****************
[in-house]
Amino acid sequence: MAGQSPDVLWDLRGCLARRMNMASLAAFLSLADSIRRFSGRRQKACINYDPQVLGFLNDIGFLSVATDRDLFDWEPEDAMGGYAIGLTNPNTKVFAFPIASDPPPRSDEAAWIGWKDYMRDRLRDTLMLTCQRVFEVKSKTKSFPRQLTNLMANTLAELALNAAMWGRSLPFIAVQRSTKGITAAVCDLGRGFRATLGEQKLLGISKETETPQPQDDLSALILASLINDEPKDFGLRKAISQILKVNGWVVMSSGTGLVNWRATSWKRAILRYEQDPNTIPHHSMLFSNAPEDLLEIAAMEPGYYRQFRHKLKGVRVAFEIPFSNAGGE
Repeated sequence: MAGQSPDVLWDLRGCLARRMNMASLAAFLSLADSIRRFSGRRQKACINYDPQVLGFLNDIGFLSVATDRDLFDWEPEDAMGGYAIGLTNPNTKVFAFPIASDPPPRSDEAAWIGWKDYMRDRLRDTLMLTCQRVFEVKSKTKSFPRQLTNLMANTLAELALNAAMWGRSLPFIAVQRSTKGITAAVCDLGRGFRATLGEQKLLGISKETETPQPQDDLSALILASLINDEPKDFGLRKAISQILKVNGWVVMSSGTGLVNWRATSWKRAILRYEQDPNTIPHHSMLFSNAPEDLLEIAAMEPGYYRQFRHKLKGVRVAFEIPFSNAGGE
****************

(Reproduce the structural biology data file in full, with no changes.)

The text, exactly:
[in-house]
Amino acid sequence: MAGQSPDVLWDLRGCLARRMNMASLAAFLSLADSIRRFSGRRQKACINYDPQVLGFLNDIGFLSVATDRDLFDWEPEDAMGGYAIGLTNPNTKVFAFPIASDPPPRSDEAAWIGWKDYMRDRLRDTLMLTCQRVFEVKSKTKSFPRQLTNLMANTLAELALNAAMWGRSLPFIAVQRSTKGITAAVCDLGRGFRATLGEQKLLGISKETETPQPQDDLSALILASLINDEPKDFGLRKAISQILKVNGWVVMSSGTGLVNWRATSWKRAILRYEQDPNTIPHHSMLFSNAPEDLLEIAAMEPGYYRQFRHKLKGVRVAFEIPFSNAGGE
Repeated sequence: MAGQSPDVLWDLRGCLARRMNMASLAAFLSLADSIRRFSGRRQKACINYDPQVLGFLNDIGFLSVATDRDLFDWEPEDAMGGYAIGLTNPNTKVFAFPIASDPPPRSDEAAWIGWKDYMRDRLRDTLMLTCQRVFEVKSKTKSFPRQLTNLMANTLAELALNAAMWGRSLPFIAVQRSTKGITAAVCDLGRGFRATLGEQKLLGISKETETPQPQDDLSALILASLINDEPKDFGLRKAISQILKVNGWVVMSSGTGLVNWRATSWKRAILRYEQDPNTIPHHSMLFSNAPEDLLEIAAMEPGYYRQFRHKLKGVRVAFEIPFSNAGGE